A credit card company for health care, including veterinary care. Many assistance programs will require you to apply for Care Credit first. “Care Credit, the leader in patient/client financing, has helped more than 3 million patients/clients get the treatment or procedures they needed and wanted. With a comprehensive range of plan options, for treatment or procedure fees from $1 to over $25,000, we offer a plan and a low monthly payment to fit comfortably into almost every budget.”
Assistance Dog Partners
Veterinary Care Partnership (VCP) Program
IAADP has established an emergency veterinary fund to provide financial aid to United States IAADP Partner Members whose assistance dogs require high cost veterinary intervention beyond their ability to pay. Seven caring companies in the animal health community have responded to the need for this supportive fund with an annual contribution: Bayer Animal Health, Fort Dodge Animal Health, Hill’s Pet Nutrition, Inc., Nestle Purina, Nutramax Laboratories, Procter & Gamble and Royal Canin USA. IAADP is thrilled to have them participate in this humanitarian effort to assist members on a low income. This fund enables assistance dog partner members to provide help for their canine partners if a sudden illness or injury requires high cost veterinary intervention, beyond their financial means.
This is a grant, not an insurance or entitlement program. ONLY the Veterinarian can initiate the request for a grant to Nutramax Laboratories, administrator of the program. Members contacting Nutramax Laboratories directly will VOID their eligibility for a grant.
The goal is to “Save a Partnership.” Please realize our funds are very limited. IAADP asks Assistance Dog Partner members to only apply for funding when conditions of severe financial hardship exist.
You must be a United States IAADP Partner Member in good standing, currently partnered with an adult hearing, guide or service dog. Dogs under 18 months and retired dogs are not eligible.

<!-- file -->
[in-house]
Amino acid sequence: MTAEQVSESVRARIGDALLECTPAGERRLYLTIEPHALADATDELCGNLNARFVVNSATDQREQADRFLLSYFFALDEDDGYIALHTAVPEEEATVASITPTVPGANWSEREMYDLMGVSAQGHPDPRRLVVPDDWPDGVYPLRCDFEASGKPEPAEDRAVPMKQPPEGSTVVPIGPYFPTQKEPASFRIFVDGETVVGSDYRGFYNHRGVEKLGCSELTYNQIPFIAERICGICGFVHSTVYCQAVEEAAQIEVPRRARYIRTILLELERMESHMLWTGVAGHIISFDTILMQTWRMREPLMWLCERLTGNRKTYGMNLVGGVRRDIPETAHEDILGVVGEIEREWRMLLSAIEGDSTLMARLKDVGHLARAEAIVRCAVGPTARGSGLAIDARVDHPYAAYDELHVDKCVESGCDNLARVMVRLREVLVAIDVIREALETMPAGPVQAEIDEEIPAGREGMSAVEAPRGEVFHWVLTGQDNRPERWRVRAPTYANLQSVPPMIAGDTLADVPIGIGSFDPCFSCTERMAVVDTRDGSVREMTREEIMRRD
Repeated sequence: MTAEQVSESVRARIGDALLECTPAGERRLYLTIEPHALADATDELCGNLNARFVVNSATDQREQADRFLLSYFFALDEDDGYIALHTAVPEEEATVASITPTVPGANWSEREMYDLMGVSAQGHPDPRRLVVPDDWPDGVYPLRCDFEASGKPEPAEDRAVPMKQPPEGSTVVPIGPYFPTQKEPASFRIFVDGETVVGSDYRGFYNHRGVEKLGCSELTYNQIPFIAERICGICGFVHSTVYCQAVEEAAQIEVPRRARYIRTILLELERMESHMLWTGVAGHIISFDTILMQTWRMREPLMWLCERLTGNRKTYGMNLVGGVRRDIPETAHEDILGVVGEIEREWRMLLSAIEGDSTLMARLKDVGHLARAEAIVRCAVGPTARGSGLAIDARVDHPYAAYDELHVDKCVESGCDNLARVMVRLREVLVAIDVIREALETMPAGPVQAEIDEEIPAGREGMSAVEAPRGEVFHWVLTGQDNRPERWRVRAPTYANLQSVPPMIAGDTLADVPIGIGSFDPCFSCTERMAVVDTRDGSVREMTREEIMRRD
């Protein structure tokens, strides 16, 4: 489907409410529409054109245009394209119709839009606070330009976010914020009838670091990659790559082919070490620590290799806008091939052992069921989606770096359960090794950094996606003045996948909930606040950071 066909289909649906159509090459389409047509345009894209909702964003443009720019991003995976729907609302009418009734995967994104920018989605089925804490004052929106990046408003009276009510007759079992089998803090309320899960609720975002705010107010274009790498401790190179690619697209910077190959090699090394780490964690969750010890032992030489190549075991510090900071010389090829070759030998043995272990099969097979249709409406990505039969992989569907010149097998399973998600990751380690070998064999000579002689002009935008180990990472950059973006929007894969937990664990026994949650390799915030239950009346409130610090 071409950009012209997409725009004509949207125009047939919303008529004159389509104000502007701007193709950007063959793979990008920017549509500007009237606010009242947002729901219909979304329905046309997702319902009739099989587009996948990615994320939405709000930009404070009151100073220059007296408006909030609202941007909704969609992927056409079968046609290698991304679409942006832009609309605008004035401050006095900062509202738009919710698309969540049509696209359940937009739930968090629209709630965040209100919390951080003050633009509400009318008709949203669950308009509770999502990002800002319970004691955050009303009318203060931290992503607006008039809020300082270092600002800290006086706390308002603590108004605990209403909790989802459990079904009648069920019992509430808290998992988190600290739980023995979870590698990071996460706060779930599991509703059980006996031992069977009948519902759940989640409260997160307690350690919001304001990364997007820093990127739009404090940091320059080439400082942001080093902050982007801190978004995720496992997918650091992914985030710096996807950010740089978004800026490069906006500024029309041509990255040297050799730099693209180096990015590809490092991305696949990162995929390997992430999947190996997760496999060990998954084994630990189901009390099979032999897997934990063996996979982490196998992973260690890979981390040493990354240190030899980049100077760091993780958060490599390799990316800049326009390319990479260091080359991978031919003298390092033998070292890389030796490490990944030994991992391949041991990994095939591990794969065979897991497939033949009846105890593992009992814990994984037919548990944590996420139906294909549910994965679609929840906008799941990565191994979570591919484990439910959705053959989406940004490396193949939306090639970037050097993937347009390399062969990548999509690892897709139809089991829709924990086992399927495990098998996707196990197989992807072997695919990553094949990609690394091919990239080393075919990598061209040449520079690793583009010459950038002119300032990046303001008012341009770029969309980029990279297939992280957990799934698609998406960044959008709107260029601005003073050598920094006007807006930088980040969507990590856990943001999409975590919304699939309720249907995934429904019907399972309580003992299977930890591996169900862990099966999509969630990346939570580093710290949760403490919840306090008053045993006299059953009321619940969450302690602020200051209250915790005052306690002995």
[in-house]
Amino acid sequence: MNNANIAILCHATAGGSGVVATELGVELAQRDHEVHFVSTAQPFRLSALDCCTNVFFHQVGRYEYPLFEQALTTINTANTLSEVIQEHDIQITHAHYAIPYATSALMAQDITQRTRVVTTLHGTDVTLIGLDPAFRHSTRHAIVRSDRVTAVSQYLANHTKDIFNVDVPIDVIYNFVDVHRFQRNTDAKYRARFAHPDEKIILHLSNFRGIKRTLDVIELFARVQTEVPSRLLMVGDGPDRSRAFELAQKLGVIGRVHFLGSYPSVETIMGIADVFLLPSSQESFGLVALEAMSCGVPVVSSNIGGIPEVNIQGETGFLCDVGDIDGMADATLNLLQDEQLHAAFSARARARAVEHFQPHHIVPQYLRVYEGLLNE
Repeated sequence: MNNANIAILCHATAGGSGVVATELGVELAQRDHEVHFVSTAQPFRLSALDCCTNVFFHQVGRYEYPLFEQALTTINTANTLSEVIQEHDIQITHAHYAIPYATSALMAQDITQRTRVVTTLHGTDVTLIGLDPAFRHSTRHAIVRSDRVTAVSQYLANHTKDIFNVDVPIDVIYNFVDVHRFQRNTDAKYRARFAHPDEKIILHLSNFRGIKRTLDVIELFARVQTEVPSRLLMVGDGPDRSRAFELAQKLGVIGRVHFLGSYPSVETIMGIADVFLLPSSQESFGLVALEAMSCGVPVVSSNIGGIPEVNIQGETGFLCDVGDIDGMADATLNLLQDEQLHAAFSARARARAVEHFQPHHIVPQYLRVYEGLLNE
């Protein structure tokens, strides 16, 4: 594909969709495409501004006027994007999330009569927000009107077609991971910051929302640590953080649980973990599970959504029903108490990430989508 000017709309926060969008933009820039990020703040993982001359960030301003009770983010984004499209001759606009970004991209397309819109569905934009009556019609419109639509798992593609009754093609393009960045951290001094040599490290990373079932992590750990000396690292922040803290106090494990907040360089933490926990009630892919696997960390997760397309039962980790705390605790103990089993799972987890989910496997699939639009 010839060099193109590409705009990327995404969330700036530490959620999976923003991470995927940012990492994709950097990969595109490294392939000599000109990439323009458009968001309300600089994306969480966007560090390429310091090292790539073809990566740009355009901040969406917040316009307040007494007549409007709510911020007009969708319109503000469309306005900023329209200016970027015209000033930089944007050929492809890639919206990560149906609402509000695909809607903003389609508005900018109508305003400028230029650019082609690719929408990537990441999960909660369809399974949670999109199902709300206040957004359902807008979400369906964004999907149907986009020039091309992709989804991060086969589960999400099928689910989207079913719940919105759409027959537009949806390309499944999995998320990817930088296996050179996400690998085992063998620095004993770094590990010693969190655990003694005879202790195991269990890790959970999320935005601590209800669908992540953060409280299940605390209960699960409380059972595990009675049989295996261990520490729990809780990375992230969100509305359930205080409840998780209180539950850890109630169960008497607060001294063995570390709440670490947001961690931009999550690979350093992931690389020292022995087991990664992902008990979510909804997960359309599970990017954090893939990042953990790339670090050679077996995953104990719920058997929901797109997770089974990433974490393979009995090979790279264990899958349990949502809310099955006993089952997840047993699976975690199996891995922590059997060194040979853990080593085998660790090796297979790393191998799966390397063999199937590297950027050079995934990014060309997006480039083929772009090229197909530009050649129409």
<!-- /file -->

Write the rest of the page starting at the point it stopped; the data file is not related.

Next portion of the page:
American Animal Hospital Association
“The heartbreak happens all too often? A pet owner is unable to afford treatment and their sick or injured companion animal pays the price. If the owner is elderly, disabled or on a fixed income, the cost of care may be too much of a stretch for their pocketbook. Perhaps they have been victimized by crime, property loss or a job layoff and are experiencing a temporary financial hardship? Making it too difficult to afford pet care. And some animals, brought to clinics by Good Samaritans, don’t have an owner to pay for treatment. Whatever the situation, the fact remains the same: When sick or injured animals are unable to receive veterinary care, they suffer. Through the AAHA Helping Pets Fund, veterinary care is possible for sick or injured pets even if they have been abandoned or if their owner is experiencing financial hardship.”
Angels 4 Animals
“Angels4Animals, a non-profit organization and a program of Inner Voice Community Services, has a mission to serve as the guardian angel of animals whose caretakers find themselves in difficult financial situations. At Angels4Animals we believe that animal owners should not have to say goodbye to the animals that they love. Our work is accomplished in conjunction with veterinary clinics across the country, eager to assist as many animals, and their owners, as possible.
Brown Dog Foundation